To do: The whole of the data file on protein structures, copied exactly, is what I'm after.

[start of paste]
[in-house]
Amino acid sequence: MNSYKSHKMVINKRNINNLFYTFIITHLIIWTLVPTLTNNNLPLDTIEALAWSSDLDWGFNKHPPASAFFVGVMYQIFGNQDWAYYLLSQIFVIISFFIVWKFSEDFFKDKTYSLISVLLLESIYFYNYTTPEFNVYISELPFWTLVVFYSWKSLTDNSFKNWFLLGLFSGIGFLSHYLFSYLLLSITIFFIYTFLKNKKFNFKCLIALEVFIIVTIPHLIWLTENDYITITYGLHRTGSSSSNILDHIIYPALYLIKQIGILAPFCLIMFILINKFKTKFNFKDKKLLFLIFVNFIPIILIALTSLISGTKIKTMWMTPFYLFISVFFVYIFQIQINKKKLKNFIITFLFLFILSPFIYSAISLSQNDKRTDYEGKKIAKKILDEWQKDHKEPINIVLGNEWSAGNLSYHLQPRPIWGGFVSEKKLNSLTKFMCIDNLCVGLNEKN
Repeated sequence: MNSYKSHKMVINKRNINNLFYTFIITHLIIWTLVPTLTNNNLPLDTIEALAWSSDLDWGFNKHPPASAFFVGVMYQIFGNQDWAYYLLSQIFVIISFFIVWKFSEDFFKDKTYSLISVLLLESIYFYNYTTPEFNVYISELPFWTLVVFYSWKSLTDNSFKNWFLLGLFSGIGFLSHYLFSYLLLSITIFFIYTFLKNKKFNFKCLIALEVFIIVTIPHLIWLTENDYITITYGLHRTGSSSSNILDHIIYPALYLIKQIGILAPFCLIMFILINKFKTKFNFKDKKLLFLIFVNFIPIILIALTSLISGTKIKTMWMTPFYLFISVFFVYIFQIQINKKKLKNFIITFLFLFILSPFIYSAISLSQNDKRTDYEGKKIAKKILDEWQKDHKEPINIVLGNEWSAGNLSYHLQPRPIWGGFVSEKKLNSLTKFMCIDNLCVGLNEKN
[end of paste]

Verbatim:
[in-house]
Amino acid sequence: MNSYKSHKMVINKRNINNLFYTFIITHLIIWTLVPTLTNNNLPLDTIEALAWSSDLDWGFNKHPPASAFFVGVMYQIFGNQDWAYYLLSQIFVIISFFIVWKFSEDFFKDKTYSLISVLLLESIYFYNYTTPEFNVYISELPFWTLVVFYSWKSLTDNSFKNWFLLGLFSGIGFLSHYLFSYLLLSITIFFIYTFLKNKKFNFKCLIALEVFIIVTIPHLIWLTENDYITITYGLHRTGSSSSNILDHIIYPALYLIKQIGILAPFCLIMFILINKFKTKFNFKDKKLLFLIFVNFIPIILIALTSLISGTKIKTMWMTPFYLFISVFFVYIFQIQINKKKLKNFIITFLFLFILSPFIYSAISLSQNDKRTDYEGKKIAKKILDEWQKDHKEPINIVLGNEWSAGNLSYHLQPRPIWGGFVSEKKLNSLTKFMCIDNLCVGLNEKN
Repeated sequence: MNSYKSHKMVINKRNINNLFYTFIITHLIIWTLVPTLTNNNLPLDTIEALAWSSDLDWGFNKHPPASAFFVGVMYQIFGNQDWAYYLLSQIFVIISFFIVWKFSEDFFKDKTYSLISVLLLESIYFYNYTTPEFNVYISELPFWTLVVFYSWKSLTDNSFKNWFLLGLFSGIGFLSHYLFSYLLLSITIFFIYTFLKNKKFNFKCLIALEVFIIVTIPHLIWLTENDYITITYGLHRTGSSSSNILDHIIYPALYLIKQIGILAPFCLIMFILINKFKTKFNFKDKKLLFLIFVNFIPIILIALTSLISGTKIKTMWMTPFYLFISVFFVYIFQIQINKKKLKNFIITFLFLFILSPFIYSAISLSQNDKRTDYEGKKIAKKILDEWQKDHKEPINIVLGNEWSAGNLSYHLQPRPIWGGFVSEKKLNSLTKFMCIDNLCVGLNEKN